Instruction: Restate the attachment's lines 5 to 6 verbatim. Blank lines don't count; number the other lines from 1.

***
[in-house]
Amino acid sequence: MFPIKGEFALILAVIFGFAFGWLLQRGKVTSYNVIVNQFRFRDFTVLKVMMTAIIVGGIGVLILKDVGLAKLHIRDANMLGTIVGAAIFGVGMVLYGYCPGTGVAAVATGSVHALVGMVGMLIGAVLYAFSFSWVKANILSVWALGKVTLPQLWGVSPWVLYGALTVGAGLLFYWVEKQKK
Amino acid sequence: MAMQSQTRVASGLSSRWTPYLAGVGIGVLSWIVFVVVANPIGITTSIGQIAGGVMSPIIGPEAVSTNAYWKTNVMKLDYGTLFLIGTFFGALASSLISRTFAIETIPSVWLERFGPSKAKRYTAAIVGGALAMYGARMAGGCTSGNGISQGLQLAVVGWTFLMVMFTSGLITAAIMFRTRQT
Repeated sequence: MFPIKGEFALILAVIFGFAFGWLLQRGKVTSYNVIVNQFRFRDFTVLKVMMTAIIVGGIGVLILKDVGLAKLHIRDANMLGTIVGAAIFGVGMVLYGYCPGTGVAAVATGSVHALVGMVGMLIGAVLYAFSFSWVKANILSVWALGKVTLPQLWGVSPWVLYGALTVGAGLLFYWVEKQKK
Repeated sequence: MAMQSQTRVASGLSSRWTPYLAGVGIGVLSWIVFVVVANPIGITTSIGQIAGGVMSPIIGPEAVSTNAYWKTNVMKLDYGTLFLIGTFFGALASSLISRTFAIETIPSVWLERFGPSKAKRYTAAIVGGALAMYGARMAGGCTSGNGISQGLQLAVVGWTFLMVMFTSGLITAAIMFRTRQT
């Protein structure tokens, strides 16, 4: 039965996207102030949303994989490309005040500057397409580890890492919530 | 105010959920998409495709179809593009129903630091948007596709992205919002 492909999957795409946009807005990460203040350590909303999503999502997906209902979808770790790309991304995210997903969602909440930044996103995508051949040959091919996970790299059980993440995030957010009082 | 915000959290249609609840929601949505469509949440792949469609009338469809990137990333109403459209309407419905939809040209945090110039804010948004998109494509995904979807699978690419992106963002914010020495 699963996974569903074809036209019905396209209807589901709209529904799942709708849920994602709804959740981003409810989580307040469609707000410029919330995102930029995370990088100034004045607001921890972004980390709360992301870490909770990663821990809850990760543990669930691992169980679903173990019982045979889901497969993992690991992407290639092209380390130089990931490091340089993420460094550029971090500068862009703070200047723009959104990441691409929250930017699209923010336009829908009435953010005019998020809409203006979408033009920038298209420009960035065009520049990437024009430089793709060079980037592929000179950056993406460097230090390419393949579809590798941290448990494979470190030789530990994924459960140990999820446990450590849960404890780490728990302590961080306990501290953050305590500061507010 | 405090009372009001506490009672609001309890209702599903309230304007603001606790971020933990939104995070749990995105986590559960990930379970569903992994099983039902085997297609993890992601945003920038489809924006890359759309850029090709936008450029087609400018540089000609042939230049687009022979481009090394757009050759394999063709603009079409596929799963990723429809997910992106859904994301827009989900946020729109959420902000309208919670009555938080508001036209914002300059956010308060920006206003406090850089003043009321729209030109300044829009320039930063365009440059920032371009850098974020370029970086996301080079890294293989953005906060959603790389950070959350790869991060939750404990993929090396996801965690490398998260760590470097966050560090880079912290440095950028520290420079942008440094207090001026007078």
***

Repeated sequence: MAMQSQTRVASGLSSRWTPYLAGVGIGVLSWIVFVVVANPIGITTSIGQIAGGVMSPIIGPEAVSTNAYWKTNVMKLDYGTLFLIGTFFGALASSLISRTFAIETIPSVWLERFGPSKAKRYTAAIVGGALAMYGARMAGGCTSGNGISQGLQLAVVGWTFLMVMFTSGLITAAIMFRTRQT
């Protein structure tokens, strides 16, 4: 039965996207102030949303994989490309005040500057397409580890890492919530 | 105010959920998409495709179809593009129903630091948007596709992205919002 492909999957795409946009807005990460203040350590909303999503999502997906209902979808770790790309991304995210997903969602909440930044996103995508051949040959091919996970790299059980993440995030957010009082 | 915000959290249609609840929601949505469509949440792949469609009338469809990137990333109403459209309407419905939809040209945090110039804010948004998109494509995904979807699978690419992106963002914010020495 699963996974569903074809036209019905396209209807589901709209529904799942709708849920994602709804959740981003409810989580307040469609707000410029919330995102930029995370990088100034004045607001921890972004980390709360992301870490909770990663821990809850990760543990669930691992169980679903173990019982045979889901497969993992690991992407290639092209380390130089990931490091340089993420460094550029971090500068862009703070200047723009959104990441691409929250930017699209923010336009829908009435953010005019998020809409203006979408033009920038298209420009960035065009520049990437024009430089793709060079980037592929000179950056993406460097230090390419393949579809590798941290448990494979470190030789530990994924459960140990999820446990450590849960404890780490728990302590961080306990501290953050305590500061507010 | 405090009372009001506490009672609001309890209702599903309230304007603001606790971020933990939104995070749990995105986590559960990930379970569903992994099983039902085997297609993890992601945003920038489809924006890359759309850029090709936008450029087609400018540089000609042939230049687009022979481009090394757009050759394999063709603009079409596929799963990723429809997910992106859904994301827009989900946020729109959420902000309208919670009555938080508001036209914002300059956010308060920006206003406090850089003043009321729209030109300044829009320039930063365009440059920032371009850098974020370029970086996301080079890294293989953005906060959603790389950070959350790869991060939750404990993929090396996801965690490398998260760590470097966050560090880079912290440095950028520290420079942008440094207090001026007078």